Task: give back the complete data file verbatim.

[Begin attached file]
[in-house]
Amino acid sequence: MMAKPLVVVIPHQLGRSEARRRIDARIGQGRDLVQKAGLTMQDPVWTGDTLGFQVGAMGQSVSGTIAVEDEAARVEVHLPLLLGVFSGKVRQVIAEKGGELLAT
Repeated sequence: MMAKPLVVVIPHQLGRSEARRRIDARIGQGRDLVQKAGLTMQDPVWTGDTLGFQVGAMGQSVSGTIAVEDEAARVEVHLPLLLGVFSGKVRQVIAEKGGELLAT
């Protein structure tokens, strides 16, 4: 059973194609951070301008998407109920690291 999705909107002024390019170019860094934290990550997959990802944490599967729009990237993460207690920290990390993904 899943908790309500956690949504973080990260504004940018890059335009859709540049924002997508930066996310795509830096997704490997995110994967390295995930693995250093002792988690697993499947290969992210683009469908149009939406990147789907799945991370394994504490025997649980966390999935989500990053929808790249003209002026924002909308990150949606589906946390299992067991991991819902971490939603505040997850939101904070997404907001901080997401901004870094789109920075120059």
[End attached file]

[in-house]
Amino acid sequence: MMAKPLVVVIPHQLGRSEARRRIDARIGQGRDLVQKAGLTMQDPVWTGDTLGFQVGAMGQSVSGTIAVEDEAARVEVHLPLLLGVFSGKVRQVIAEKGGELLAT
Repeated sequence: MMAKPLVVVIPHQLGRSEARRRIDARIGQGRDLVQKAGLTMQDPVWTGDTLGFQVGAMGQSVSGTIAVEDEAARVEVHLPLLLGVFSGKVRQVIAEKGGELLAT
């Protein structure tokens, strides 16, 4: 059973194609951070301008998407109920690291 999705909107002024390019170019860094934290990550997959990802944490599967729009990237993460207690920290990390993904 899943908790309500956690949504973080990260504004940018890059335009859709540049924002997508930066996310795509830096997704490997995110994967390295995930693995250093002792988690697993499947290969992210683009469908149009939406990147789907799945991370394994504490025997649980966390999935989500990053929808790249003209002026924002909308990150949606589906946390299992067991991991819902971490939603505040997850939101904070997404907001901080997401901004870094789109920075120059």